Colleges and universities around the world understand that to continue attracting students, they need to ensure that their curriculums are directed at the most relevant subject matter and information to better prepare them for the job market. Business and Finance degrees are especially being revamped to keep up with the revolutionary changes across the globe related to fintech education, an emerging area related to the financial sector that is driven by ever-advancing technology.
This financial technology movement is not only offering new solutions to help businesses and consumers. This movement is also disrupting many traditional segments in this area with new types of transactions, more options for exchanging goods and services, and new issues and challenges related to blockchain technology and cryptocurrency like Bitcoin that could be solved by today and tomorrow’s MBA students. Here are some examples of universities and colleges that are already including cryptocurrency to their curriculum:
- Stanford University: This Northern California university has already added cryptocurrency to its cyber security program, which launched at the start of the 2015-2016 school year. The program focuses on the technology behind Bitcoin regarding how it can more effectively protect information and sensitive data that may, in turn, revolutionize the payments industry.
- UC Berkeley: The Haas School of Business has brought currencies, blockchain, and payments into its MBA classroom to illustrate how it is being used in the financial services sector, including investment banking.
- University of Southern California: Its Marshall School of Business now offers fintech education that is focused on business models that are enabled by new technologies and includes topics like digital wealth management, alternative lending, and digital payment systems.
- Massachusetts Institute of Technology: Sloan School of Management already has its students designing and testing new fintech ventures, including algorithms that can b eat financial markets, trading, cryptocurrencies, digital payments and more focused on the current trends in financial services and investing.
- Duke University: The Fuqua School of Business has nearly 100 students already taking its blockchain course.
- New York University: The Stern School of Business is testing out MBA modules for its executive and MBA students, focusing on blockchain and a series of fintech courses.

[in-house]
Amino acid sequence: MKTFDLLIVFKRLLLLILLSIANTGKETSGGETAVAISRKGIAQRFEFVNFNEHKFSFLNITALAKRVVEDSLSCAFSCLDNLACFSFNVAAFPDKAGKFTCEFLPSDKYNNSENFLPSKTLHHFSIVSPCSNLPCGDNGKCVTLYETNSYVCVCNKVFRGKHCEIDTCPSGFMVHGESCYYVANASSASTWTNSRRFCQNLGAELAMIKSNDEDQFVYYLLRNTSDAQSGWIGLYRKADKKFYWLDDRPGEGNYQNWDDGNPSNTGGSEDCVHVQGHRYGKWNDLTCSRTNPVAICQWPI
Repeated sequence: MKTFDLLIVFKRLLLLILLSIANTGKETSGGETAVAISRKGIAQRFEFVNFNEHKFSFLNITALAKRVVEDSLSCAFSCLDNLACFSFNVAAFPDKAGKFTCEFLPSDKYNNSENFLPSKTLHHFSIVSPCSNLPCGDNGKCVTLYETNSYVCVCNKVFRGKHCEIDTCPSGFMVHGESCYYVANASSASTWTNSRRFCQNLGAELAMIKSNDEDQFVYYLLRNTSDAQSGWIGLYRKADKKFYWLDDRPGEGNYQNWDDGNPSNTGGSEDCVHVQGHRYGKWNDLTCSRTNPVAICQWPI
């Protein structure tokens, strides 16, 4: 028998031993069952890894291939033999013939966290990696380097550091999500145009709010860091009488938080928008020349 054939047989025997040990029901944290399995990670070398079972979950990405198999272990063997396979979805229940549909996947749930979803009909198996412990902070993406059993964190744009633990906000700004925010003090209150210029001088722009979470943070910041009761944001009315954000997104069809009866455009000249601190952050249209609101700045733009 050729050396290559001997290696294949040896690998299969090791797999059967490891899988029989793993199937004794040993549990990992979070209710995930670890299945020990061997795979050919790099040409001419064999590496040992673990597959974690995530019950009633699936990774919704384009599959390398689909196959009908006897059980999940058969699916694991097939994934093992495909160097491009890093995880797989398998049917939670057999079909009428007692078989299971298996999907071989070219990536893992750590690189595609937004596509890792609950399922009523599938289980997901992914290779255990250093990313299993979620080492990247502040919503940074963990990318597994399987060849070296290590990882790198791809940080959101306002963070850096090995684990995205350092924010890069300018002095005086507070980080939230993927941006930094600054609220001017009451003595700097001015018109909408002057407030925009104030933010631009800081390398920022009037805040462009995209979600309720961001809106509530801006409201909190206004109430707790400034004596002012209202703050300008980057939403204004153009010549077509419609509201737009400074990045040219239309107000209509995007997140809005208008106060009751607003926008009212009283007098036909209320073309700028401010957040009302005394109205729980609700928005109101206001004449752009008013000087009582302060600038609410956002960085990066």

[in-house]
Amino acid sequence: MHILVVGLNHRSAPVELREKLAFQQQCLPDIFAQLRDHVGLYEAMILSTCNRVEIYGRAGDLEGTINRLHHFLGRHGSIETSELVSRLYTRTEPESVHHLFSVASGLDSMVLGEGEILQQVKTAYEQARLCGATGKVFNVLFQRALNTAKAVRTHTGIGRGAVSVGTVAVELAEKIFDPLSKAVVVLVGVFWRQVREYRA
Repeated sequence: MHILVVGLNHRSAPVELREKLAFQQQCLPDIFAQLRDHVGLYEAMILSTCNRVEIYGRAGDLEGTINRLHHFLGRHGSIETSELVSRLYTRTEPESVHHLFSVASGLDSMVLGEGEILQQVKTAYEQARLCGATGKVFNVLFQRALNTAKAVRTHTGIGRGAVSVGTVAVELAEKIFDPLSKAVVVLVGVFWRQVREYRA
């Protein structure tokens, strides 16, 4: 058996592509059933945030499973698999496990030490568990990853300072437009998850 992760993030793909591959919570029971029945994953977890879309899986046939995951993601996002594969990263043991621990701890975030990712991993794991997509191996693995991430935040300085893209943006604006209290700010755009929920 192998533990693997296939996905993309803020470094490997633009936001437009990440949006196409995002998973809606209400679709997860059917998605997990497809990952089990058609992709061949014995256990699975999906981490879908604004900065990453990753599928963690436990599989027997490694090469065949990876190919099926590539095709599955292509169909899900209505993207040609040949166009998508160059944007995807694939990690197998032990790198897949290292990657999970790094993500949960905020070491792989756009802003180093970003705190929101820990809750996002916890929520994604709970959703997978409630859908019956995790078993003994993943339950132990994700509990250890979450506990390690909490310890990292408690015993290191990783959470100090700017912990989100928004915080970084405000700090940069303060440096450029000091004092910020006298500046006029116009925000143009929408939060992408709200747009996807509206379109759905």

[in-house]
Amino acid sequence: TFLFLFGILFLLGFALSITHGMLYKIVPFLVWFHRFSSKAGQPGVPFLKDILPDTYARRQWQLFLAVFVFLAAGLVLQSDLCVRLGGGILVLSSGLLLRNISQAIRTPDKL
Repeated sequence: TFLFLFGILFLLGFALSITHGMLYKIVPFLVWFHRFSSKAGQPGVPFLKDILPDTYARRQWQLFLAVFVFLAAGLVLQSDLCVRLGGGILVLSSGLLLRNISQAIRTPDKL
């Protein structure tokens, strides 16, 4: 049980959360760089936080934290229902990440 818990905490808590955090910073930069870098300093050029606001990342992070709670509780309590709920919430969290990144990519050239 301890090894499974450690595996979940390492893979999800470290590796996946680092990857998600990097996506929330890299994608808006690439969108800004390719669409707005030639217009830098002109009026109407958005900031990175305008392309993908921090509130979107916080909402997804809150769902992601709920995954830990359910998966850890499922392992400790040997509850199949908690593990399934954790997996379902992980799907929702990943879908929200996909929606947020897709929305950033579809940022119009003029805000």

- Fordham University: Local campus clubs are also forming around cryptocurrency as more students show an interest in mining these alternative currencies. This university has a cryptocurrency club on campus as well as offers roundtable discussions and seminars on Bitcoin. This research facility in New York also plans to teach more cryptocurrency classes shortly.
- University of Pennsylvania: As one of the first universities to add fintech education to their curriculum. They include cryptocurrency and blockchain, the Wharton School of Business now offers study programs with fintech companies, including blockchain web services companies like BlockCypher. Students get college credit for helping these companies solve critical business issues.
These colleges and universities realize that offering such an education pays off in the form of the ability to leverage startups that started at business schools and are now highly touted companies, including Lending Club and SoFi.
Even internationally recognized universities are joining in by revamping their programs to include topics related to cryptocurrency, including Cambridge University in the UK. Others have followed around the world by offering classes or even taking the first step by just accepting Bitcoin for payment on campus. These include Imperial College and the University of Cumbria in the UK, Pompeu Fabre University in Spain, the University of Nicosia in Cyprus, and McGill University and Simon Fraser University in Canada. In fact, the University of Nicosia is the first one to offer a Masters of Science in Digital Currency. These changes in university education also reflective of these countries and their trend-setting actions to readily accept the opportunities of cryptocurrency.